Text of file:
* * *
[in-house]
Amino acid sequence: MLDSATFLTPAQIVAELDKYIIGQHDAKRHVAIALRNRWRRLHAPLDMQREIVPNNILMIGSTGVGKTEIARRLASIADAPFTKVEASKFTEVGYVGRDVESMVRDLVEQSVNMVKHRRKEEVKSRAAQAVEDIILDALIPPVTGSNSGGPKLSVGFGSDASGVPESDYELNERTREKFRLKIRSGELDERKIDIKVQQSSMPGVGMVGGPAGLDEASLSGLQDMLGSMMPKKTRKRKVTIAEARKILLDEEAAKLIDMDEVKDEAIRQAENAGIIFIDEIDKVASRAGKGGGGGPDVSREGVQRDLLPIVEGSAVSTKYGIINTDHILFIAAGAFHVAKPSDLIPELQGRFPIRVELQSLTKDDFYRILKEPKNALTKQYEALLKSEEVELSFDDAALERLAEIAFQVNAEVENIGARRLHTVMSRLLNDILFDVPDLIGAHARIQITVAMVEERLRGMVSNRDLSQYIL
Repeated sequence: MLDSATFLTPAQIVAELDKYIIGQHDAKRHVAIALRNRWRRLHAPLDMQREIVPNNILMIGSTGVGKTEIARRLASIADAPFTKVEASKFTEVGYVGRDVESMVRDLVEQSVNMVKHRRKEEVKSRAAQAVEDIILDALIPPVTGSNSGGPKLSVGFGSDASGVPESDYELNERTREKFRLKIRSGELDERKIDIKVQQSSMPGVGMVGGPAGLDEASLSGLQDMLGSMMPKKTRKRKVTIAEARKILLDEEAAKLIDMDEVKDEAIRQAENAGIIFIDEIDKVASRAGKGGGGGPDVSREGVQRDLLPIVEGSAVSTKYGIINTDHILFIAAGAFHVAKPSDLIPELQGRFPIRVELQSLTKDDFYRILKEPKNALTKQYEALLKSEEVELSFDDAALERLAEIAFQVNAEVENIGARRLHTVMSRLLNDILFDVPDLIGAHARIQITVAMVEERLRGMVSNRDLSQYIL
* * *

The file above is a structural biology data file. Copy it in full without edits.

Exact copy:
[in-house]
Amino acid sequence: MLDSATFLTPAQIVAELDKYIIGQHDAKRHVAIALRNRWRRLHAPLDMQREIVPNNILMIGSTGVGKTEIARRLASIADAPFTKVEASKFTEVGYVGRDVESMVRDLVEQSVNMVKHRRKEEVKSRAAQAVEDIILDALIPPVTGSNSGGPKLSVGFGSDASGVPESDYELNERTREKFRLKIRSGELDERKIDIKVQQSSMPGVGMVGGPAGLDEASLSGLQDMLGSMMPKKTRKRKVTIAEARKILLDEEAAKLIDMDEVKDEAIRQAENAGIIFIDEIDKVASRAGKGGGGGPDVSREGVQRDLLPIVEGSAVSTKYGIINTDHILFIAAGAFHVAKPSDLIPELQGRFPIRVELQSLTKDDFYRILKEPKNALTKQYEALLKSEEVELSFDDAALERLAEIAFQVNAEVENIGARRLHTVMSRLLNDILFDVPDLIGAHARIQITVAMVEERLRGMVSNRDLSQYIL
Repeated sequence: MLDSATFLTPAQIVAELDKYIIGQHDAKRHVAIALRNRWRRLHAPLDMQREIVPNNILMIGSTGVGKTEIARRLASIADAPFTKVEASKFTEVGYVGRDVESMVRDLVEQSVNMVKHRRKEEVKSRAAQAVEDIILDALIPPVTGSNSGGPKLSVGFGSDASGVPESDYELNERTREKFRLKIRSGELDERKIDIKVQQSSMPGVGMVGGPAGLDEASLSGLQDMLGSMMPKKTRKRKVTIAEARKILLDEEAAKLIDMDEVKDEAIRQAENAGIIFIDEIDKVASRAGKGGGGGPDVSREGVQRDLLPIVEGSAVSTKYGIINTDHILFIAAGAFHVAKPSDLIPELQGRFPIRVELQSLTKDDFYRILKEPKNALTKQYEALLKSEEVELSFDDAALERLAEIAFQVNAEVENIGARRLHTVMSRLLNDILFDVPDLIGAHARIQITVAMVEERLRGMVSNRDLSQYIL